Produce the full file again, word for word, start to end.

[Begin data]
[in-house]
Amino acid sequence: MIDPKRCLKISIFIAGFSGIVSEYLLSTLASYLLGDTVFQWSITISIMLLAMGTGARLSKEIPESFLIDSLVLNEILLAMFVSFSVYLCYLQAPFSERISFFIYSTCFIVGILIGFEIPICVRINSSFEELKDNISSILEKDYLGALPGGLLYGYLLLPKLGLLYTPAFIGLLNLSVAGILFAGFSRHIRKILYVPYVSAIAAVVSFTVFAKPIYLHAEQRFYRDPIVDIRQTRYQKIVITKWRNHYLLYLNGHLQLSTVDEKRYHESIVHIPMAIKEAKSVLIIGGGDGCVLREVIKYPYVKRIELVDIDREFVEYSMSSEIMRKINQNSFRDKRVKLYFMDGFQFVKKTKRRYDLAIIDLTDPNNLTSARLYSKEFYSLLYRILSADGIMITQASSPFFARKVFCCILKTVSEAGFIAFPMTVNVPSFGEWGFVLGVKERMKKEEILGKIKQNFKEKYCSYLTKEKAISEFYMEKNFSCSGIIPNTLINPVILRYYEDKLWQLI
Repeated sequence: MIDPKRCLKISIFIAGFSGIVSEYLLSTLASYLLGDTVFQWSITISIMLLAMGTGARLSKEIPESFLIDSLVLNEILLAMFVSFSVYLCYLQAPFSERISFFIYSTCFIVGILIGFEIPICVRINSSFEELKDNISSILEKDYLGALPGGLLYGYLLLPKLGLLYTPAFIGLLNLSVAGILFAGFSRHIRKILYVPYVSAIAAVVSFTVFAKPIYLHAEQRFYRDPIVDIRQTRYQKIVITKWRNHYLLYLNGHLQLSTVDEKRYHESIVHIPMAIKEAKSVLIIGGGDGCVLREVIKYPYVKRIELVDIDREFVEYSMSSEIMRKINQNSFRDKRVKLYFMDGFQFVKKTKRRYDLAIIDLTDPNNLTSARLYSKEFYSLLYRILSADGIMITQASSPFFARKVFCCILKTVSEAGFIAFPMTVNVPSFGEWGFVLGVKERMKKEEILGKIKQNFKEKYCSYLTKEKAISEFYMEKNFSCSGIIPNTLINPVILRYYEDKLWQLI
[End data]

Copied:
[in-house]
Amino acid sequence: MIDPKRCLKISIFIAGFSGIVSEYLLSTLASYLLGDTVFQWSITISIMLLAMGTGARLSKEIPESFLIDSLVLNEILLAMFVSFSVYLCYLQAPFSERISFFIYSTCFIVGILIGFEIPICVRINSSFEELKDNISSILEKDYLGALPGGLLYGYLLLPKLGLLYTPAFIGLLNLSVAGILFAGFSRHIRKILYVPYVSAIAAVVSFTVFAKPIYLHAEQRFYRDPIVDIRQTRYQKIVITKWRNHYLLYLNGHLQLSTVDEKRYHESIVHIPMAIKEAKSVLIIGGGDGCVLREVIKYPYVKRIELVDIDREFVEYSMSSEIMRKINQNSFRDKRVKLYFMDGFQFVKKTKRRYDLAIIDLTDPNNLTSARLYSKEFYSLLYRILSADGIMITQASSPFFARKVFCCILKTVSEAGFIAFPMTVNVPSFGEWGFVLGVKERMKKEEILGKIKQNFKEKYCSYLTKEKAISEFYMEKNFSCSGIIPNTLINPVILRYYEDKLWQLI
Repeated sequence: MIDPKRCLKISIFIAGFSGIVSEYLLSTLASYLLGDTVFQWSITISIMLLAMGTGARLSKEIPESFLIDSLVLNEILLAMFVSFSVYLCYLQAPFSERISFFIYSTCFIVGILIGFEIPICVRINSSFEELKDNISSILEKDYLGALPGGLLYGYLLLPKLGLLYTPAFIGLLNLSVAGILFAGFSRHIRKILYVPYVSAIAAVVSFTVFAKPIYLHAEQRFYRDPIVDIRQTRYQKIVITKWRNHYLLYLNGHLQLSTVDEKRYHESIVHIPMAIKEAKSVLIIGGGDGCVLREVIKYPYVKRIELVDIDREFVEYSMSSEIMRKINQNSFRDKRVKLYFMDGFQFVKKTKRRYDLAIIDLTDPNNLTSARLYSKEFYSLLYRILSADGIMITQASSPFFARKVFCCILKTVSEAGFIAFPMTVNVPSFGEWGFVLGVKERMKKEEILGKIKQNFKEKYCSYLTKEKAISEFYMEKNFSCSGIIPNTLINPVILRYYEDKLWQLI